EXCEL, the Expanded Clinical Evaluation of Lovastatin
This trial was performed by Dr. Reagan H. Bradford and his team from a large number of American clinics and research institutions, including the Merck Sharp & Dohme Research Laboratories at West Point, NY, where the drug was produced where the drug was produced. More than 8,000 healthy individuals (called “patients” in the trial reports) with cholesterol levels between 240 and 300 mg/dl (6.2-7.7 mmol/l) received one of four different doses of lovastatin (Mevacor®) or a placebo.
With a view to reporting on possible adverse effects of the treatment, preliminary study results were published after only one year of the trial. No significant side effects were reported, but in the fine print the authors were obliged to mention that death due to all causes was 0.5 percent in the four lovastatin groups combined (32 or 33 individuals out of a group of about 6,600—no exact figures were given in the report) compared to 0.2 percent in the placebo group (three or four individuals out of a group of 1,650). By taking all the lovastatin groups together, the difference would have been statistically significant if the number of deaths in the treatment groups were 33, but not if it were 32. Even if the difference wasn’t statistically significant after one year, it would certainly have become significant if the tendency to a higher mortality in the treatment groups had continued throughout the trial. In any case, the aim of the treatment was to lower mortality and most certainly no lowering was achieved.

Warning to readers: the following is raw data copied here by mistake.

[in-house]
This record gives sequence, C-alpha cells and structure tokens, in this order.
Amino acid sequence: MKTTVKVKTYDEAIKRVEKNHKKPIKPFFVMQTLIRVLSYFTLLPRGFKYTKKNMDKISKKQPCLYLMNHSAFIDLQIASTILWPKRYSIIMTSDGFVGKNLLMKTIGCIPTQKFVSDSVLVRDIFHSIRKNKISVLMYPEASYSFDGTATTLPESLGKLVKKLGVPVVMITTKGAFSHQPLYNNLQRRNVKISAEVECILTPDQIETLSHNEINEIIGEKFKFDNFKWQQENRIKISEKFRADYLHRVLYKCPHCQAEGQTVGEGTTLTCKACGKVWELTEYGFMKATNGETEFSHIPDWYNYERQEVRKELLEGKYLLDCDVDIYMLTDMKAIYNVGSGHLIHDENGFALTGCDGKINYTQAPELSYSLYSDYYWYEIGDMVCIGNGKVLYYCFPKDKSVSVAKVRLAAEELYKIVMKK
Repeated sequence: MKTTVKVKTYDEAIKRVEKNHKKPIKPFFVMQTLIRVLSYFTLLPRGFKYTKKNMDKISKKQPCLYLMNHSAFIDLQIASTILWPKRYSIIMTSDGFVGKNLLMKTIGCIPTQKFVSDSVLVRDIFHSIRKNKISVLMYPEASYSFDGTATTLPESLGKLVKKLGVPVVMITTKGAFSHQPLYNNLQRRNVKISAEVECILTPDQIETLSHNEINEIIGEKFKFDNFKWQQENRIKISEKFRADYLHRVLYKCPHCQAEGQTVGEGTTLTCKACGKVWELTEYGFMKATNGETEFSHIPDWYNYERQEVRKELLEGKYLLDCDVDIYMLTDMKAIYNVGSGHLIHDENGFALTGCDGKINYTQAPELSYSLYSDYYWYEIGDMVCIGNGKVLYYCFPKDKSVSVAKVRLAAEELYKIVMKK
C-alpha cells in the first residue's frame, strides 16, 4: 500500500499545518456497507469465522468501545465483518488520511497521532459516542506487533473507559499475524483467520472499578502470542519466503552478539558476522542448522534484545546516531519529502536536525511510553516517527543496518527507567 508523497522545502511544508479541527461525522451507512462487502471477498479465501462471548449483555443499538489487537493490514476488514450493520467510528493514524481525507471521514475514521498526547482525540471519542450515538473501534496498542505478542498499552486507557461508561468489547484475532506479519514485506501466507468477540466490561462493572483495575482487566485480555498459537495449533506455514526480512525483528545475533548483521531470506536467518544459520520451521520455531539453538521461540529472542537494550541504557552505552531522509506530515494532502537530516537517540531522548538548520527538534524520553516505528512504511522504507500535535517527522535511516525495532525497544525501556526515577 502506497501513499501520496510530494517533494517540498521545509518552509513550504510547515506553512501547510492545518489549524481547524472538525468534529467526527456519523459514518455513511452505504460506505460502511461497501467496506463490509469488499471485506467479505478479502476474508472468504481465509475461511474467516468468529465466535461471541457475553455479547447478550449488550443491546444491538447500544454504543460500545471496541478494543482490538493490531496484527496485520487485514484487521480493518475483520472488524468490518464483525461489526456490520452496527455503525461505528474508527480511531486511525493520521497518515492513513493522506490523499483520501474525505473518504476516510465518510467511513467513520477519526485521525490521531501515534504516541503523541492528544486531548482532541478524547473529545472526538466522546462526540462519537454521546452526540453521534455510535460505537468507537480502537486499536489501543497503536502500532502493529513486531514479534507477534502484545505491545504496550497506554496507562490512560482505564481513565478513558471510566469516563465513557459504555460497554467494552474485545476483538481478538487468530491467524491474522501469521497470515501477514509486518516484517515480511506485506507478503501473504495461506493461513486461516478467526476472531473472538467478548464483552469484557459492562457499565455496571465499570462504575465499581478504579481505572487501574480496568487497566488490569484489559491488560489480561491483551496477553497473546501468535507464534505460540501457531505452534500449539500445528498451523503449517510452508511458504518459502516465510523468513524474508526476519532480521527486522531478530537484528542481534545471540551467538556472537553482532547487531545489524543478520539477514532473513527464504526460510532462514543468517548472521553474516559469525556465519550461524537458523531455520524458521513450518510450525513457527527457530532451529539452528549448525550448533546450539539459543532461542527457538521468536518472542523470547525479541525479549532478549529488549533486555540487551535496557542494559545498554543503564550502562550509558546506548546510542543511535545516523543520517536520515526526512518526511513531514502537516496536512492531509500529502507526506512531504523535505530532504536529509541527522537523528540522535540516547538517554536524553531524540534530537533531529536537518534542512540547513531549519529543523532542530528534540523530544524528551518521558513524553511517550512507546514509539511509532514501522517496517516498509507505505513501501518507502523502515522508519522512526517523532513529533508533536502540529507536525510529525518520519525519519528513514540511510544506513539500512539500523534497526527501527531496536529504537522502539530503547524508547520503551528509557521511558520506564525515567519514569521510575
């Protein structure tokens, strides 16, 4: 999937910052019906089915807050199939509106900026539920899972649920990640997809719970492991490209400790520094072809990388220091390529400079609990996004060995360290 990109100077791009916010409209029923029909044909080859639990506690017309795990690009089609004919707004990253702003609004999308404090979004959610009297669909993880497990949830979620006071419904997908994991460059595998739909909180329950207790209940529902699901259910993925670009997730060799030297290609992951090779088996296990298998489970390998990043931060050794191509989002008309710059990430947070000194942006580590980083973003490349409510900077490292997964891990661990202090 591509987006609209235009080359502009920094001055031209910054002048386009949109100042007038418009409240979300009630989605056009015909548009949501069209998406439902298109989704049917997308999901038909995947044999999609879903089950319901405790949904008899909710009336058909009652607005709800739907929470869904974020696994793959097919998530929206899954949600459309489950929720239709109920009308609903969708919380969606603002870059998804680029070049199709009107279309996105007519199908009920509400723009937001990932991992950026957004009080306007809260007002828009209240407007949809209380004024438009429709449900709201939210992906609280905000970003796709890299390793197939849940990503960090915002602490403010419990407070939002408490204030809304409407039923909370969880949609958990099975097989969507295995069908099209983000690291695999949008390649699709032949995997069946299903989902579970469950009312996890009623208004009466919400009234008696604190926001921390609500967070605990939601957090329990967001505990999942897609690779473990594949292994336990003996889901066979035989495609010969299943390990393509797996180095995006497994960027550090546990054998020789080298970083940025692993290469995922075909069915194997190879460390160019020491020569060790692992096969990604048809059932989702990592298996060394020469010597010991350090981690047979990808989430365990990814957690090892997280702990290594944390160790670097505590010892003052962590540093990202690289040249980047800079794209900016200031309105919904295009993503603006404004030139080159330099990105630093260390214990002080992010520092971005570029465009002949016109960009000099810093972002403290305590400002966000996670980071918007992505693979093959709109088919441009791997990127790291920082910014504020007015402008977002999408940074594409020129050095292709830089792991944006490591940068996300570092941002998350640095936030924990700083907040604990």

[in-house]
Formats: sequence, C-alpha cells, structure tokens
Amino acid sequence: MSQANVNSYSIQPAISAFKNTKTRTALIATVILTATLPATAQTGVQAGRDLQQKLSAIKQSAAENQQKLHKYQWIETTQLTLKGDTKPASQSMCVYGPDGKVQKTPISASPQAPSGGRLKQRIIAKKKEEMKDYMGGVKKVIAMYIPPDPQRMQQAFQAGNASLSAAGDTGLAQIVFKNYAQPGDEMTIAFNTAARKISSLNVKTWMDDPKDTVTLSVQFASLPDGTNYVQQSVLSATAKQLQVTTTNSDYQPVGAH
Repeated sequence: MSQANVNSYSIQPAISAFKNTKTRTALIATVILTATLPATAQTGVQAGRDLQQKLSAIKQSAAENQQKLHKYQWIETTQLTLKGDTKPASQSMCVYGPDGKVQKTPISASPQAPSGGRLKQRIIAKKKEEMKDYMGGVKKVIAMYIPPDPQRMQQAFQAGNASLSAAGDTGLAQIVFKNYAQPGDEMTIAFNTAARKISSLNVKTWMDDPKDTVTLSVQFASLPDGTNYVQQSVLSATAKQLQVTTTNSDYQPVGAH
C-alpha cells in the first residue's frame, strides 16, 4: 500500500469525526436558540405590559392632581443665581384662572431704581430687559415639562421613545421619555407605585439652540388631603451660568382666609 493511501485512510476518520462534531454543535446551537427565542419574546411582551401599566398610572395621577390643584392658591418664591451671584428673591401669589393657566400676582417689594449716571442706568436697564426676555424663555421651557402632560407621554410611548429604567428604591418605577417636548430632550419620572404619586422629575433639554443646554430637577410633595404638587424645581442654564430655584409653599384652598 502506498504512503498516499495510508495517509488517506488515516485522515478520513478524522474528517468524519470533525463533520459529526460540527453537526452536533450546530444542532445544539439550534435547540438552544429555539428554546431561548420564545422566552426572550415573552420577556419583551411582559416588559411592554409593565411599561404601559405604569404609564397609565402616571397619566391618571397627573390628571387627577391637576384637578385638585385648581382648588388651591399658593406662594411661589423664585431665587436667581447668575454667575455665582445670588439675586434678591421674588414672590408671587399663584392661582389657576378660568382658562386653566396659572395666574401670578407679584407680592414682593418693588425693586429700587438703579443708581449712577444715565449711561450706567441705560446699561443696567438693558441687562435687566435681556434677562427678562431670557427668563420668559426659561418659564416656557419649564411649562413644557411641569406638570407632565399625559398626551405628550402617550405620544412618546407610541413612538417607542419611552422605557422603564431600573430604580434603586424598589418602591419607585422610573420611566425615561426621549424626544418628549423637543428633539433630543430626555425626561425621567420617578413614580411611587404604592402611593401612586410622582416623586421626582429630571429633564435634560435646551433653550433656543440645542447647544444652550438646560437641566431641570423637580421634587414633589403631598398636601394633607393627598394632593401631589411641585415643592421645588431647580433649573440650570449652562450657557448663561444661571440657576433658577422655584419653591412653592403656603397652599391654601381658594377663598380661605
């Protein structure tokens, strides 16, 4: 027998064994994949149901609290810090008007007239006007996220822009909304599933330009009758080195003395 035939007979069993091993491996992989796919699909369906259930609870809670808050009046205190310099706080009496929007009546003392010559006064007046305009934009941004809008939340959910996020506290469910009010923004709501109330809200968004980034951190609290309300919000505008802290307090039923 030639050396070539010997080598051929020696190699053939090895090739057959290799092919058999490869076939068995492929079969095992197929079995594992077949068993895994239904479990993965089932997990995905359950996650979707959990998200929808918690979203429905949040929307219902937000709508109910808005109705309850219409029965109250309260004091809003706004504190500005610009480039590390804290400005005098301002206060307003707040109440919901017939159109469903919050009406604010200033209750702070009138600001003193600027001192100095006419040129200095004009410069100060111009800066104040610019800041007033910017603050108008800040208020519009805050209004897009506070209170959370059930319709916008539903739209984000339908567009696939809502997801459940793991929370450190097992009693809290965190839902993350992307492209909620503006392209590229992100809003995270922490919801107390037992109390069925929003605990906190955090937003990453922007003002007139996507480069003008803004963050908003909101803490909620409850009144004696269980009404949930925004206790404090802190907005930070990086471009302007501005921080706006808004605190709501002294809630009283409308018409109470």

Today at least 20 reports from the EXCEL trial have been published in various medical journals. These reports tell us how well lovastatin is tolerated and how effective it is in lowering blood cholesterol levels in various populations, but not one of them has reported the final outcome of the trial, although more than ten years have passed since it began. Therefore, we do not know whether the increased mortality, seen after just one year of treatment, has continued throughout the trial.
Why have we never heard about this outcome of the first statin trial, which was one of the largest? I asked that question in a letter to Merck, Sharp & Dohme. They answered that, “the trial was not designed to measure the clinical outcome, only to test whether the drug was tolerable and did not produce any serious side effects.”
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